Dorothy Day

During his speech to Congress on September 24, 2015, Pope Francis singled out four great Americans: Abraham Lincoln, Martin Luther King, Jr., Thomas Merton, and Dorothy Day. The woman in the group is the least known and celebrated. In 1996, Joan Chittister included an essay about Dorothy Day in her book, A Passion for Life: Fragments of the Face of God, which was also published in the Spring 2016 issue of Parabola magazine. Read what Sister Joan has to say about her.

The thing I have always liked about Dorothy Day is that she was one of the people she dedicated her life to serving. She was not an uptown philanthropist. She was not a nun looking for a good work to do. She was not a government bureaucrat distributing money before getting the commuter train to Long Island.

She was the real thing. She was an unwed mother, a disillusioned citizen, a poor woman, a disaffected churchgoer, an unemployed observer of the human race. She had abandoned the church. She had lived in a tenement of which, as a child, she had been ashamed. She had aborted one child and born another out of wedlock. She had worked hard to earn nothing and lived in a cheap, vermin-ridden apartment because she couldn’t afford anything else. But for the grace of God, Dorothy Day herself could easily been the Bag Lady of the World par excellence.

She had dropped out of everything worth belonging to, if what you are about in life is credentials. She had dropped out of her family. She had dropped out of college. She had dropped out of capitalism. She had dropped out of churches. She had dropped out of marriage. She had dropped out of the system. She had dropped out of a world marked by all the niceties that finishing schools could provide. Dorothy Day lived in a world of her own. She understood life, she said, out of experience. “I see only too clearly how bad people are. It’s my own sins that give me such clarity.”

But if Dorothy Day is a model of anything at all, it is certainly the fact that life is not over till it’s over. What Dorothy Day raised out of the ashes of her life is a monument to living

It was her conversion to Catholicism—the church of the poor Christ who came “that they may have life, and have it more abundantly,” the church of the immigrants—that gave her the greatest clarity of all. The fact is, as much as she believed in them, causes failed her. The rise of a new social order in communism inspired her to hope for a better world, but it did not feed her spirit and only too clearly betrayed its own best ideals. A commitment to the elimination of poverty was important but ran aground on the survival-of-the-fittest philosophy of capitalism and gave no insight into the way to deal with those poor for whom rugged individualism was not an answer. Social revolution was a worthy aim but ended in a violence she had always found suspect. Only when she found “the church of the poor” and “the folly of the cross” did the vision clear for her.

“People want peace,” she wrote, “but not the things that make for peace.” For Dorothy, the things that “made for peace” were the daily, unstinting, unlimited works of mercy. She listed them in a 1949 article for the Commonweal magazine and made them the centerpiece of her life. Her problem, if she had one, was that she believed in them. “The spiritual works of mercy,” she recited there with all the simplicity of a school child,

are to admonish the sinner, to instruct the ignorant, to counsel the doubtful, to comfort the sorrowful, to bear wrongs patiently, to forgive all injuries, and to pray for the living and the dead. The corporal works are to feed the hungry, to give drink to the thirsty, to clothe the naked, to ransom the captive, to harbor the harborless, to visit the sick, and to bury the dead.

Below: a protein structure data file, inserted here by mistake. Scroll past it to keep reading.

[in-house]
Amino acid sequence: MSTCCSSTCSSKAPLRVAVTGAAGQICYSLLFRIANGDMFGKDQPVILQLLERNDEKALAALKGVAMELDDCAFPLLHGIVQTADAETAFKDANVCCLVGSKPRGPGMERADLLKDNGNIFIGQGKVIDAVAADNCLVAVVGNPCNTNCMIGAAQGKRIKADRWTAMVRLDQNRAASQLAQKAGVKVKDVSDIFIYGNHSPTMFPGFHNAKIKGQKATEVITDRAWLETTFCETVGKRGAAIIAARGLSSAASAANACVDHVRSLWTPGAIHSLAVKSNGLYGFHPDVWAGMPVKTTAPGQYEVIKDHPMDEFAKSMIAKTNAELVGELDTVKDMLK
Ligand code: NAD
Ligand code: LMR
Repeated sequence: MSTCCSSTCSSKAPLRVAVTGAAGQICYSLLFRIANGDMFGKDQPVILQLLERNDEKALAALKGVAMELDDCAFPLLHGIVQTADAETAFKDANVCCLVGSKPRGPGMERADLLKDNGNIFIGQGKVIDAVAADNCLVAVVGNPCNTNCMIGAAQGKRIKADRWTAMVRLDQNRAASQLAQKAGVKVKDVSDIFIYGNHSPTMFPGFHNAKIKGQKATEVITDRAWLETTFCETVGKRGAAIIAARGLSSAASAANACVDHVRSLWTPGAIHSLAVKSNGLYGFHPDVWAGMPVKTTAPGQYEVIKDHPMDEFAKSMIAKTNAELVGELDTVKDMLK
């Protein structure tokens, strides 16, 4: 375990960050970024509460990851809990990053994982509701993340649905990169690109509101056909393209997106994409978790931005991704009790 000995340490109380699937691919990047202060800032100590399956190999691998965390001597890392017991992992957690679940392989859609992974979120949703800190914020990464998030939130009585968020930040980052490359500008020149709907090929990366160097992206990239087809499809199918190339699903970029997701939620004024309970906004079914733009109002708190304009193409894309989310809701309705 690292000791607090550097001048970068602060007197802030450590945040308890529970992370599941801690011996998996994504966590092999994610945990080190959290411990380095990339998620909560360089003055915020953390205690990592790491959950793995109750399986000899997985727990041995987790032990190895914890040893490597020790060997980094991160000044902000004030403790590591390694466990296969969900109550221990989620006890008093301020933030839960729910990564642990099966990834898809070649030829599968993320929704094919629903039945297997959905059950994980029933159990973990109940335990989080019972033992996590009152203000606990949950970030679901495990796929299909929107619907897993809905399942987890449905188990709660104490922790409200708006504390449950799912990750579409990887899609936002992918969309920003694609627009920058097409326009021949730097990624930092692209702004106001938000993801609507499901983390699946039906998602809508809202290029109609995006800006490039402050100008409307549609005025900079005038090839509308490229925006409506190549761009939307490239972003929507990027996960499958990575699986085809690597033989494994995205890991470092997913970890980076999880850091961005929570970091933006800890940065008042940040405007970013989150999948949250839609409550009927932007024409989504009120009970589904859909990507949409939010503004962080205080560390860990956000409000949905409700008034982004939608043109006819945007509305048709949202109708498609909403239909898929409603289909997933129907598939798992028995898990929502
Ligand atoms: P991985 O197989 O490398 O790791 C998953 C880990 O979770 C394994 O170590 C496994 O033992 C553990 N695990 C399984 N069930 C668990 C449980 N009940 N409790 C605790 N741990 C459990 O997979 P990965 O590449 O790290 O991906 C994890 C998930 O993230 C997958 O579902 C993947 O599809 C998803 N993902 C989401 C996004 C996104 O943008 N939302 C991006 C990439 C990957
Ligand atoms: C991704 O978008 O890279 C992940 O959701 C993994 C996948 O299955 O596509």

It was a clear program, and she followed it until the day she died.

She began The Catholic Worker, a penny newspaper, to admonish and instruct and counsel and comfort people everywhere who like her could not make sense out of a world that called itself Christian but had gone officially mad, grinding people under heel in the name of private enterprise, destroying nations in the name of liberating them, enslaving people in the name of human rights. At its peak the circulation of the paper rose to over 150,000.

She opened soup kitchens to feed the hungry and give drink to the thirsty.

She began hospitality houses to clothe the naked and harbor the harborless, to care for the sick and bury the dead. Over seventy-five groups, fundamentally independent but united in philosophy of the Christian economics of sharing and alternative living, opened in her lifetime, and more were even begun even after death.
And she ransomed those held captive to oppression and violence and technological barbarism with her very body. She is best remembered perhaps for her post-conversion opposition to U.S. participation in World War II but the fact is that her first jail sentence was for a suffragette demonstration in 1917. She spent thirty days in prison and participated in a grueling hunger strike to break the resistance of society to the demands of women. The popular opinion was that the women had won the conflict when their demands were met and they were given early release, but the experience affected Dorothy deeply, first plunging her into depression and then firing her determination even more to do something for people everywhere who were being beaten, starved, and imprisoned to stop them from organizing against oppressive and dehumanizing conditions. The truth of the matter was that Dorothy was called to the poor long before she was called to Catholicism.

It was after her conversion to Catholicism, however, that Dorothy found the meaning she needed to go on. As a Catholic she put the scripture ahead of the system and the Gospel ahead of the government at all times in a church that itself, her communist friends were quick to point out, had long been the handmaiden of the government’s theology of defense and theology of capitalism and theology of the civic religion.